Gates Shows Optimism for Afghan Fight, U.S. Leadership

WASHINGTON, Nov. 10, 2010 — Defense Sec­re­tary Robert M. Gates yes­ter­day gave an opti­mistic view of the war in Afghanistan and of U.S. lead­er­ship over­all dur­ing a tele­vi­sion inter­view in which he reflect­ed on his four decades of pub­lic ser­vice.

The sec­re­tary reaf­firmed to Cyn­thia McFad­den on ABC’s “Night­line” that he plans to leave office next year -– he won’t say when — and that he is opti­mistic about what he hopes to accom­plish in the mean­time.

“I would hope that it would be that peo­ple would rec­og­nize that we’re mak­ing progress in Afghanistan — that this is worth doing, and that the sac­ri­fices our young men and women are mak­ing is, in fact, pro­duc­ing suc­cess,” he said.

Gates joked at the notion that he is irre­place­able in his job. “San­i­tar­i­ums are full of indis­pens­able men,” he said, quot­ing a French proverb. But he took a seri­ous tone in describ­ing his “high­est pri­or­i­ty” of mak­ing sure warfight­ers are well cared for.

“I would say I have a very pater­nal­is­tic view toward these men and women out there,” he said, adding that when he speaks to young ser­vice­mem­bers, “I say I feel a respon­si­bil­i­ty for you as if you were my own son or daugh­ter. And I feel that very deeply.”

The sec­re­tary con­firmed that he writes hand­writ­ten notes to fam­i­lies of the fall­en, even read­ing their death notices in home­town news­pa­pers to per­son­al­ize them.

“I read about what their coach­es say about them, what their Boy Scout lead­ers say about them, what their min­is­ters say about them, what their friends and fam­i­lies say about them,” he said. “I try to know some­thing about every one of these incred­i­ble peo­ple.”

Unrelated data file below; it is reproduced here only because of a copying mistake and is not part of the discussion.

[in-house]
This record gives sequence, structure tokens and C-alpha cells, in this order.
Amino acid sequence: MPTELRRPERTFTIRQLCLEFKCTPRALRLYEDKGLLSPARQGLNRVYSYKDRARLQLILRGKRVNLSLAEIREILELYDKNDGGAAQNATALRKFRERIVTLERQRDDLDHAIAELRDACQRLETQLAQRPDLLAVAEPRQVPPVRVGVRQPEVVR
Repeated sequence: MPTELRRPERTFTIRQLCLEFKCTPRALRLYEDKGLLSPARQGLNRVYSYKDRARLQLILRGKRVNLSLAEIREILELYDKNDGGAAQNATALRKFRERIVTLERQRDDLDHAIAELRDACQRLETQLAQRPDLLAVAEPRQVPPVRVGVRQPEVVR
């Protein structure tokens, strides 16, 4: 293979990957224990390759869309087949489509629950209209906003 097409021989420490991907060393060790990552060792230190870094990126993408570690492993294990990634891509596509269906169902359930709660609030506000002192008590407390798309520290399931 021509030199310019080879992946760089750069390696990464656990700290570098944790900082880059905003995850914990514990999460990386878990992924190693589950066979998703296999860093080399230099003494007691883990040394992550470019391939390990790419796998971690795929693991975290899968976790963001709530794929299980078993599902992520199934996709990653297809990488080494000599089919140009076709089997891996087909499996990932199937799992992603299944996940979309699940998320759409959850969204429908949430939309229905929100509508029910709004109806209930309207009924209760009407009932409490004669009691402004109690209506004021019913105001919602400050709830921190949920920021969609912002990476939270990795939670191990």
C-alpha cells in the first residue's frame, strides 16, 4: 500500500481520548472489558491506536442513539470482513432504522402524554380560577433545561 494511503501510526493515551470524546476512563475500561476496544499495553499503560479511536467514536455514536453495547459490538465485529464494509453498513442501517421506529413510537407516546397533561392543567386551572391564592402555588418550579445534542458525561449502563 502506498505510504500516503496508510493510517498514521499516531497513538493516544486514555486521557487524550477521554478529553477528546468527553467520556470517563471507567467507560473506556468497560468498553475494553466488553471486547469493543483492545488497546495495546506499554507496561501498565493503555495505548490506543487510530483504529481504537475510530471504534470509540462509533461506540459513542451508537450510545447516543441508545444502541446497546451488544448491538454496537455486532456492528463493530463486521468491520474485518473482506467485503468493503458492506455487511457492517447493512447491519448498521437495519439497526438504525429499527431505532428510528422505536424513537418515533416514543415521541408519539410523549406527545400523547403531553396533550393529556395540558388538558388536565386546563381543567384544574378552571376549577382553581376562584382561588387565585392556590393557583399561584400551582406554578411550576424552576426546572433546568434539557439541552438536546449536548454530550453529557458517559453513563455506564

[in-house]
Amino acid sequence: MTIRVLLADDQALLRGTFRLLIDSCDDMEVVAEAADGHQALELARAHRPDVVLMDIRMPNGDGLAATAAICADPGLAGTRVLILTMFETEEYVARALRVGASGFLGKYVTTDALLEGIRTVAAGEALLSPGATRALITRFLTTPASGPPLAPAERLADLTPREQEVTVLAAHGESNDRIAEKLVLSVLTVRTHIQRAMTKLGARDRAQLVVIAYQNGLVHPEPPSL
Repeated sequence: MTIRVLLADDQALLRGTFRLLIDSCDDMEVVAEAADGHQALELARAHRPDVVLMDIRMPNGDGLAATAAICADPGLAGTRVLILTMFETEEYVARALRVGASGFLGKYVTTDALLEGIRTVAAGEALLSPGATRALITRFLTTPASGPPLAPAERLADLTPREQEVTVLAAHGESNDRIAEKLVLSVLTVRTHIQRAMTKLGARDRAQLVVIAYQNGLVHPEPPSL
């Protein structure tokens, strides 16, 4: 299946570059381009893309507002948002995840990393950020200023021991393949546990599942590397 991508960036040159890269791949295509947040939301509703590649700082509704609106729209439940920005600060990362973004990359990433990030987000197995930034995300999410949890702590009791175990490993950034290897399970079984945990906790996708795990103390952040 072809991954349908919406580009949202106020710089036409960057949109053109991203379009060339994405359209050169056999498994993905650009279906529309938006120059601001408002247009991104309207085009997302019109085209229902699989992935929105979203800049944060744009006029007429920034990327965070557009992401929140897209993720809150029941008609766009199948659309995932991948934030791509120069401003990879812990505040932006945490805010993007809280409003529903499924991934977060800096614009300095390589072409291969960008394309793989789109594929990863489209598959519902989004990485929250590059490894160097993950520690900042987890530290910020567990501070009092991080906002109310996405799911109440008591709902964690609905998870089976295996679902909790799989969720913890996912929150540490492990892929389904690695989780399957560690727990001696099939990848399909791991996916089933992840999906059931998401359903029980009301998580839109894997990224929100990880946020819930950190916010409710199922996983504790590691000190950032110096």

Gates not­ed how the threats to the Unit­ed States and the sub­se­quent demands on ser­vice­mem­bers have changed since the Cold War, when the focus was on avert­ing a nuclear war between the Unit­ed States and Sovi­et Union. The threat was sim­pler then, he said, and though the con­se­quences would be cat­a­clysmic, the like­li­hood of such a war was low. In today’s world, he added, the dan­ger of a cat­a­clysm is low, but the like­li­hood of attacks is high.

“We have been both good and lucky since 9/11,” he said, adding that mil­i­tary, gov­ern­ment and police capa­bil­i­ties are far bet­ter now before the ter­ror­ist attacks on the Unit­ed States.

The diver­si­ty of chal­lenges around the world means the Unit­ed States can’t afford to reduce the size of its mil­i­tary right now, Gates said, adding that the scope of capa­bil­i­ties demand­ed of today’s ser­vice­mem­bers is broad.

The sec­re­tary recount­ed meet­ing a U.S. mil­i­tary cap­tain dur­ing his first vis­it to Afghanistan. Based along Afghanistan’s bor­der with Pak­istan, the young offi­cer trained Afghan sol­diers, built roads and met with vil­lage elders. “He was pro­vid­ing basic ser­vices, and he was fight­ing a war,” Gates said of the cap­tain. “I turned to him and said, ‘It would be a hell of a thing to go back to sell­ing shoes now, wouldn’t it?’ ”

But the sec­re­tary said he is opti­mistic that the Unit­ed States will pre­vail in Afghanistan -– and at home. Pressed on how he feels about Wash­ing­ton pol­i­tics and gov­er­nance, Gates said he has seen that Wash­ing­ton “is a lit­tle out of touch” and suf­fers from self-serv­ing peo­ple. How­ev­er, he added, that has been true through­out U.S. his­to­ry.

“I’ve read a lot of his­to­ry, and I know that the things that annoy me about Wash­ing­ton have been char­ac­ter­is­tic of the place since the begin­ning of the repub­lic,” he said. “So that gives me com­fort in terms of look­ing at the future.

“History’s dust­bin is lit­tered with coun­tries and pow­ers that have under­es­ti­mat­ed the Unit­ed States and our pow­er of recov­ery,” he added. “We have been through many tribu­la­tions. We are the most self-crit­i­cal nation in the world, and we are the most quick­ly self-cor­rect­ing, and you can see it right now.

“We’re going to be just fine,” he added. “I absolute­ly believe that.”

U.S. Depart­ment of Defense
Office of the Assis­tant Sec­re­tary of Defense (Pub­lic Affairs)

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